Online platforms and how kids use them are changing constantly, which means the ways that predatory adults can find, message and potentially harm them is evolving too. So, the FBI and other organizations in Alaska are teaching kids how to stay safe when they’re spending time online.
Chloe Martin, Public Affairs Specialist for the FBI in Anchorage spoke to a class of about 25 middle and high schoolers at Steller Secondary School in Anchorage in November. She asked them who had some kind of social media or was playing video games online. Almost all of them raised their hands. They shouted out the platforms they like – YouTube, TikTok, Snapchat, Twitter, Kik.
Martin and colleagues teach classes throughout Alaska on this topic, often when a school or organization requests it. In this case, student organizers asked the FBI to come talk about online safety.
Martin told the class that the Anchorage FBI office knows adults with ill intent often message with young people online. Their profile can be fake and designed to look like another kid and they may pretend to have shared interests to manipulate a kid into opening up online. And Martin said they can use that new connection to coerce the child into sending a naked photo.
“It’s all business from there,” said Martin to the class. “Because what they’re going to do now is they’re going to say, ‘Great, thanks for sending the photo or video. Now, what I’m going to do is I’m going to, if you don’t keep sending me more photos or videos like this, I’m now going to send the one you sent me, to your friends, to your family, to your parents. I’m going to post it online.’”
That’s a crime that the FBI calls “sextortion” and Martin said it’s on the rise nationally. Criminals get nude photos and use those to try to get more photos or videos, to coerce a child into meeting in person, or to pay them.
Martin said there are a wide range of criminals using this technique to manipulate kids. They may be local and sometimes even know the victim personally or sometimes it’s part of a bigger, international crime ring to extort people for money.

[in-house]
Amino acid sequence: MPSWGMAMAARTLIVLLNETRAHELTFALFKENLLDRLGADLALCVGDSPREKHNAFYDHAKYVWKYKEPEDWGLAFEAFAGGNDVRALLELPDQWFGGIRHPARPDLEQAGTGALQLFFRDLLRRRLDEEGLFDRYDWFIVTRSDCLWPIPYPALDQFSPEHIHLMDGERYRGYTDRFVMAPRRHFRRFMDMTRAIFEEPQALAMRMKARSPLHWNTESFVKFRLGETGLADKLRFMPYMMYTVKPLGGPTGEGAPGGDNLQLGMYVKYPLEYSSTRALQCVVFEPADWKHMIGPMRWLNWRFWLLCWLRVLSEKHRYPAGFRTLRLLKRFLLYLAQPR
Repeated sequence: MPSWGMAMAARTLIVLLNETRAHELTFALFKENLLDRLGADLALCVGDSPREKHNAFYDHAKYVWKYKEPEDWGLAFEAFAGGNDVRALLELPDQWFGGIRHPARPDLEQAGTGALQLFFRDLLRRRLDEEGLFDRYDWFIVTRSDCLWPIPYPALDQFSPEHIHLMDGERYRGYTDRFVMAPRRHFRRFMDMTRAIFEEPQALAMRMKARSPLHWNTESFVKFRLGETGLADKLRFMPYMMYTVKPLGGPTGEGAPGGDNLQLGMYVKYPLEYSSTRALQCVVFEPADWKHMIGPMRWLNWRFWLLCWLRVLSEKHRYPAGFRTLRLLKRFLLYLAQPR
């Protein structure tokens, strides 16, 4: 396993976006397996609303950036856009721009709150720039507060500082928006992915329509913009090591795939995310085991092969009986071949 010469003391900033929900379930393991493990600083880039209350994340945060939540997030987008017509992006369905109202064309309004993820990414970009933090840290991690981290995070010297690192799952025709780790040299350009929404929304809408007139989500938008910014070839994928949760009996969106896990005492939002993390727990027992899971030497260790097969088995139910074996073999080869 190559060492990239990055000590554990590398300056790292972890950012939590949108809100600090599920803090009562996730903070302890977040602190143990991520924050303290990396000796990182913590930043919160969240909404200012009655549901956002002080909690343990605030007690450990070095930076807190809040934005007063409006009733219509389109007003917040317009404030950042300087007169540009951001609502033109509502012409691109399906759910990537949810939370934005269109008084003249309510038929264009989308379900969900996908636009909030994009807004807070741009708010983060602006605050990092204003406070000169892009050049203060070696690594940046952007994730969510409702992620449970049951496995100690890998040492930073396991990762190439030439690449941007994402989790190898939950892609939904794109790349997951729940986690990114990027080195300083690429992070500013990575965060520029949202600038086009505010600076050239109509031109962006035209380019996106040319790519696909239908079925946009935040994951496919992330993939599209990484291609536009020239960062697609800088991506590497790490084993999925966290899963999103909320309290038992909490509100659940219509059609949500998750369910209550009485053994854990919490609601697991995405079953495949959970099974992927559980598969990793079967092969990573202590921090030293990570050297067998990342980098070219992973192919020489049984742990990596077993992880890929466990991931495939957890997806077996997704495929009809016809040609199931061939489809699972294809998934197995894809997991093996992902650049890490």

Martin told the class to watch out for someone messaging them on one platform, like a video game chat, asking them to talk on a second platform. They may be looking for a more encrypted way to send messages and photos to cover their tracks.
Martin said if a child is victimized like this, it can be incredibly traumatic and they may not feel like they can tell anyone.
“We’ve seen victims report feeling scared, alone, embarrassed and desperate,” Martin said. “And we’ve even seen many feel like there’s just no way out and this unfortunately, leads to instances of self harm and even suicide.”
Sometimes the offending adult tells the child they’ll get in trouble with the police for making the image which may make them feel even more trapped. But Martin said that’s just not true: the young person is the victim and it’s never too late to ask for help in a situation like this. It also doesn’t make the situation go away to give the person what they’re demanding because they will just demand more.
Brooks Banker, an educator for Standing Together Against Rape, or STAR Alaska, teaches kids in Alaska from kindergarten through high school about body privacy and personal safety. And this year, STAR added an internet safety piece to their body education. Brooks tells kids to never share naked photos online, but he said online spaces can be really positive if kids learn to navigate them safely. He said it can be a way for young people to connect around an identity or topic that they’re really passionate about.
“And that’s a great way for young people, especially in more rural areas, to connect in that way, specifically with LGBTQ young people,” Banker said. “But we still need to be cautious, we still need to be careful.”
He said it’s important for parents and caretakers to know how kids are using online platforms, especially new ones. He said it’s critical to take the time to help kids become comfortable talking with trusted adults about tricky topics and to reassure them that if something does happen, it’s not their fault.
“If they feel like they can’t go to you, because they’re embarrassed about what might have happened, they’re confused about what might happen, if they are just randomly sent a photo, if they feel like you’re gonna shut down their gaming service, you’re going to take it away because of that, they might not feel like they can share it with you,” Banker said.
If you or a child you care for has experienced sextortion, you can reach out to law enforcement and STAR has 24-7 phone support for survivors of sexual assault statewide at (800) 478-8999.